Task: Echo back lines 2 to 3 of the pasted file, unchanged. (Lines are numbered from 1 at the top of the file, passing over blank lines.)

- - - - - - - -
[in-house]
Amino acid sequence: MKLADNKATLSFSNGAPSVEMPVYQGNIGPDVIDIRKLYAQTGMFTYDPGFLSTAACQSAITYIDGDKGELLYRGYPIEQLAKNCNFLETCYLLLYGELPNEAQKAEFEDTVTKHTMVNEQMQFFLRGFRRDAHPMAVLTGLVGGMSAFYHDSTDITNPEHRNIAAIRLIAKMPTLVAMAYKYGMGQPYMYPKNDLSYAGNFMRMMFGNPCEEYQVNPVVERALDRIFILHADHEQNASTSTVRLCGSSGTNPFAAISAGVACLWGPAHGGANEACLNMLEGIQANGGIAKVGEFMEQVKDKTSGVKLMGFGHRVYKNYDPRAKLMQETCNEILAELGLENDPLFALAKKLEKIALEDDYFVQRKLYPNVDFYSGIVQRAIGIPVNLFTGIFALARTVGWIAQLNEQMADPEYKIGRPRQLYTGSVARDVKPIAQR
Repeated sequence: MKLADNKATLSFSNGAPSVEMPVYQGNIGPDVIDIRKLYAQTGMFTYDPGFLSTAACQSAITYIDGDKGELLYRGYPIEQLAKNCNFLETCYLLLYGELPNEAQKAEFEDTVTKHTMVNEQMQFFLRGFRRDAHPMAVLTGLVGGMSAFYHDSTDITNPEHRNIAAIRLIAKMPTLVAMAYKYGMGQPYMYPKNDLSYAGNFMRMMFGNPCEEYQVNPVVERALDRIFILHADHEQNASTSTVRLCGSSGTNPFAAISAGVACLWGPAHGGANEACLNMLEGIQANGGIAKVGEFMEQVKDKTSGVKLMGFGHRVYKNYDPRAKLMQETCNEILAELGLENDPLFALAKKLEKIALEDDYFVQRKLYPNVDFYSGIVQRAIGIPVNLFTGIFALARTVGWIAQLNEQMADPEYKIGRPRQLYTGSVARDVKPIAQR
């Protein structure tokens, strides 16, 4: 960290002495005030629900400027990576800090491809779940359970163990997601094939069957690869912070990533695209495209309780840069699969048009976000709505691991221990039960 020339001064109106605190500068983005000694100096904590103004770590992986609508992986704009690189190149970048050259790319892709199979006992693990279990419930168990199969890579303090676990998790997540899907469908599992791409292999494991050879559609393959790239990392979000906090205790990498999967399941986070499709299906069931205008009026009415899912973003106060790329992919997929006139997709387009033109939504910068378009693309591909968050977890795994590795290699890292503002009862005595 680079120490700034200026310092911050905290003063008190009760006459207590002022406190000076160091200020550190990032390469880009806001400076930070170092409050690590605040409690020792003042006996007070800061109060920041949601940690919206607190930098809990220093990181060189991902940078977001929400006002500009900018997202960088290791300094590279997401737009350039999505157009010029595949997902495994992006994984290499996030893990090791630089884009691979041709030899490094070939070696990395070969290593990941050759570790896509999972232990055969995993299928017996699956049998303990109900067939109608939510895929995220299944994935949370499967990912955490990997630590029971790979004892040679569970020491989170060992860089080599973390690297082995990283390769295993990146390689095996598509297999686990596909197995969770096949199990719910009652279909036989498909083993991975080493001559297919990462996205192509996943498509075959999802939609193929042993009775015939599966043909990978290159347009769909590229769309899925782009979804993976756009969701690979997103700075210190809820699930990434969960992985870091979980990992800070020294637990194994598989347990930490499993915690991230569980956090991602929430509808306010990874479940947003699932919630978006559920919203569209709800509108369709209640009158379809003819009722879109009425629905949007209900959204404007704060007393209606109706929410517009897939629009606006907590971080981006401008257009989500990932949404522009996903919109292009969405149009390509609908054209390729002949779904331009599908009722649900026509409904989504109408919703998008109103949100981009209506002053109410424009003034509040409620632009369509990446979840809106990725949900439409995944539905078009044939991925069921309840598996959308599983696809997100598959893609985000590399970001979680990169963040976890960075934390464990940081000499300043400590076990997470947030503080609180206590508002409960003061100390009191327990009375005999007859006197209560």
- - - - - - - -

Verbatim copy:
Amino acid sequence: MKLADNKATLSFSNGAPSVEMPVYQGNIGPDVIDIRKLYAQTGMFTYDPGFLSTAACQSAITYIDGDKGELLYRGYPIEQLAKNCNFLETCYLLLYGELPNEAQKAEFEDTVTKHTMVNEQMQFFLRGFRRDAHPMAVLTGLVGGMSAFYHDSTDITNPEHRNIAAIRLIAKMPTLVAMAYKYGMGQPYMYPKNDLSYAGNFMRMMFGNPCEEYQVNPVVERALDRIFILHADHEQNASTSTVRLCGSSGTNPFAAISAGVACLWGPAHGGANEACLNMLEGIQANGGIAKVGEFMEQVKDKTSGVKLMGFGHRVYKNYDPRAKLMQETCNEILAELGLENDPLFALAKKLEKIALEDDYFVQRKLYPNVDFYSGIVQRAIGIPVNLFTGIFALARTVGWIAQLNEQMADPEYKIGRPRQLYTGSVARDVKPIAQR
Repeated sequence: MKLADNKATLSFSNGAPSVEMPVYQGNIGPDVIDIRKLYAQTGMFTYDPGFLSTAACQSAITYIDGDKGELLYRGYPIEQLAKNCNFLETCYLLLYGELPNEAQKAEFEDTVTKHTMVNEQMQFFLRGFRRDAHPMAVLTGLVGGMSAFYHDSTDITNPEHRNIAAIRLIAKMPTLVAMAYKYGMGQPYMYPKNDLSYAGNFMRMMFGNPCEEYQVNPVVERALDRIFILHADHEQNASTSTVRLCGSSGTNPFAAISAGVACLWGPAHGGANEACLNMLEGIQANGGIAKVGEFMEQVKDKTSGVKLMGFGHRVYKNYDPRAKLMQETCNEILAELGLENDPLFALAKKLEKIALEDDYFVQRKLYPNVDFYSGIVQRAIGIPVNLFTGIFALARTVGWIAQLNEQMADPEYKIGRPRQLYTGSVARDVKPIAQR